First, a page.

Inferring Vocabulary

Kids can latch on to words in the most incredible ways. And second language learners really keep a teacher thinking.  As an English speaker, I give almost no thought to words and phrases we use every day that have multiple – and often unrelated connections – to meaning.  As a teacher of ELLs, however, that becomes part of the plan for each lesson. And as a teacher of a classroom made up of nearly three-quarters English Language Learners, it is a way of life.

This week, as we explored inferring unfamiliar words, that last point was brought to the fore with the following exchange:

Did China people eat off special plates on the Titanic?

This question did make me stop and wonder for several seconds – what in the world was this kid referring to? We had just finished looking for text clue to help infer the meaning of demitasse found in an article we were exploring from Harvey and GoudvisComprehension Toolkit Source Book entitled  “Titanic’s Legacy“. Where was this question coming from?

As it turns out, the question was not so out-of-left-field as I thought at first. One of the other illustrations found on the page we were studying was of a “China Serving Plate”. Which led us to a whole tangential discussion of the word “china”.

Never underestimate the power of words. Or the challenge of vocabulary.



I used to love the month of January. Not the weather, the concept of the month.

It was a month for new beginnings. For resetting classroom routines. For trying out something new.

Not any more.

Now January is a month of drudgery. Of test. After test. After test.

This week, I mapped out all of the assessments being required of my fourth grade students. It was shocking to write them down in one place: 2 days of ACCESS testing for my ELLs plus 15 minutes per student for the ACCESS Speaking subtests (about another day), Math pre- and post- module tests, Math Benchmark test, Scholastic Reading Inventory, Science District test, Scholastic Math Inventory, and a Writing On Demand test.

That’s 10 mandated tests in 20 days. Sounds like fun, doesn’t it?

January used to be fun for kids and for teacher. It used to be full of teachable moments. Of going outdoors on a cold day and exploring what happens to bubbles when you expose them to cold. Of celebrating the 100th day of school by pretending it was 100 degrees outdoors.  Not any more.

Now January is a month of tests. I dislike January. A lot.


Text to Self Connection

When I was an undergraduate, practicing piano or flute was a drudgery that I could barely tolerate. I put in what I needed to put in to get through a performance, and, given that I was an adept reader of scores, that was pretty minimal.  I can recall sitting in several Form and Analysis classes and wondering how the heck I could cut it without affecting my grade.

This winter, as I have begun to become reacquainted with my piano, I’ve been mentally revisiting those music analysis classes. And I’ve discovered that while I struggle to activate the muscle memory for reaches on keys that I used to be able to just do, I’ve missed some things. I have been so focused on playing the notes accurately I have missed the nuance.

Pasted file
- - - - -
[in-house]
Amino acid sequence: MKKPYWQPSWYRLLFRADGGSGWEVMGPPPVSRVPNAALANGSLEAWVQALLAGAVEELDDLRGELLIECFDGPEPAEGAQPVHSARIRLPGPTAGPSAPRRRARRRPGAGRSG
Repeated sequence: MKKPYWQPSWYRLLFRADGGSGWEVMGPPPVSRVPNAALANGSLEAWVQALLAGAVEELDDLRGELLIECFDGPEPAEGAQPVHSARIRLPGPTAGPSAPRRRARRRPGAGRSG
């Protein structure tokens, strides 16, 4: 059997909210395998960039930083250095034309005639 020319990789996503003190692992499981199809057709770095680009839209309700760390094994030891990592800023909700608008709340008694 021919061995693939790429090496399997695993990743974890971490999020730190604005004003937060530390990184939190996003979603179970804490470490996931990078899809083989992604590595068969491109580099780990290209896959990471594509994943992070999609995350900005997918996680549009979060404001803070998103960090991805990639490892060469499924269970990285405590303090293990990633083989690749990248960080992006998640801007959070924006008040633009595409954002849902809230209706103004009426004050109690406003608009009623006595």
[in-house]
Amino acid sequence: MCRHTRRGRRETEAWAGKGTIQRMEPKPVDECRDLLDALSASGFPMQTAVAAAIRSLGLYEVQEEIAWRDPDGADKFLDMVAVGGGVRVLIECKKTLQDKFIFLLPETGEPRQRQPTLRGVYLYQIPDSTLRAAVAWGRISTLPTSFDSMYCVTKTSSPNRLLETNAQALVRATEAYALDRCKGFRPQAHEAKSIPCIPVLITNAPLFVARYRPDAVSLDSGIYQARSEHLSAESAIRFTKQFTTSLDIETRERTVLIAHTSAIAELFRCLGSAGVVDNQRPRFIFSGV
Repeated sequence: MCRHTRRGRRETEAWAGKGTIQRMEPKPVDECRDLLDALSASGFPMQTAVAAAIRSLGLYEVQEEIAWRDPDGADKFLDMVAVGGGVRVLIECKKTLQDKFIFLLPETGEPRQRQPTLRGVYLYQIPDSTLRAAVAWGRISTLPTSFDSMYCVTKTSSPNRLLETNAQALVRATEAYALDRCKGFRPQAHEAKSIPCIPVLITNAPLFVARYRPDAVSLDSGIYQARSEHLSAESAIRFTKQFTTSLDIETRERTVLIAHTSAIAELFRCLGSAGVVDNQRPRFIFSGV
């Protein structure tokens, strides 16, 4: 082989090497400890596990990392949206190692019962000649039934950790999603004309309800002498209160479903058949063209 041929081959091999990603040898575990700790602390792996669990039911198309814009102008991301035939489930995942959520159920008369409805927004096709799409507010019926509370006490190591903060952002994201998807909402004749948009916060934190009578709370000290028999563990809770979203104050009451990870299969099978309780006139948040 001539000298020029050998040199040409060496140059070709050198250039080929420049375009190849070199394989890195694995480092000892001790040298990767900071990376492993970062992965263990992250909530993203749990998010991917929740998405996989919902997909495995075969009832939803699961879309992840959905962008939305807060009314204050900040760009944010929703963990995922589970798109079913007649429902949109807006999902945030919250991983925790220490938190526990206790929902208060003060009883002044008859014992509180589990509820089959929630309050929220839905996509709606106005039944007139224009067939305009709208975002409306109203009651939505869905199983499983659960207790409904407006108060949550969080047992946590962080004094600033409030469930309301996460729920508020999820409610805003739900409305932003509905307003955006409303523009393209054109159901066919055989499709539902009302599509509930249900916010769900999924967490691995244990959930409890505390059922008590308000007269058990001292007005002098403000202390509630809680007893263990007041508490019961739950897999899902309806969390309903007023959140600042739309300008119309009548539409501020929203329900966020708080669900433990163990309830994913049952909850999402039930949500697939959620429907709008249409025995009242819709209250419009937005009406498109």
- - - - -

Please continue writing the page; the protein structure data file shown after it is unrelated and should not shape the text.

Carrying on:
When I finally reached a level of note-playing that I could pay attention to the meaning of the melodic line, it was very freeing. Suddenly (well that’s not the right word!) I could hear what the piece should sound like. I understood.

And isn’t that exactly what happens with readers and writers. Our struggling readers and writers do their best to decode and mimic the writing elements of a genre. We offer up mentor texts, but unless we can take the time to analyze these texts with depth (and rigor), the students can only uncover the basics.

I think we try to do too much too quickly these days. A mile wide and an inch deep should not be the curriculum model we aspire to. Students need time and guidance to understand and to write agilely.

My connection? Learning to play a piece of music, moving beyond simply playing the score accurately, is very much like reading and writing.

Cooking and the Zen of Teaching

Since it is a vacation week, I find I have time to do a little cooking. Cooking is something I enjoy, but for 10 months of the year (and you can draw your own conclusions about which 10), I have little time to do it well. Hence the lack of posting on my other blog.

One of my less endearing habits is that I tend to latch on to the latest and greatest cooking gadgets. Oh how I love getting a catalog from William Sonoma, Sur la Table or Crate and Barrel.  I could spend significant time (and money) in those stores.

So what does this all have to do with education? Well, as I was chopping up some parsley this evening, I pulled out a kitchen gadget that I haven’t used in years – a parsley chopper.

As I started to roll my rediscovered gadget on a handful of beautifully fresh Italian parsley, the darn thing just would not cut. It mangled, it left cut marks, but it did not do the job anytwotoolswhere near as efficiently or as well as if I had just simply used a knife and chopped by hand; which is exactly what I ended up doing minutes. later.

This seems like a metaphor for the current state of education. Teachers all are given – and forced to use – some new gadgets or tools to improve their “performance”: a data collection program, a new curriculum.

New ideas aren’t all bad, but with increasing frequency it seems that a lot of the new gadgets meant to help educators might just be meant to help some corporation bottom line first. Those are the ideas – and gadgets – we need to be wary of.

This week I heard a fantastic quote by one of my education heroes, Richard Allington. The quote said “if your teachers need a test to tell them how their kids are doing, then you hired the wrong teachers.”

To which I’d like to add and if you need a gadget to teach, then perhaps you’ve hired the wrong teacher as well.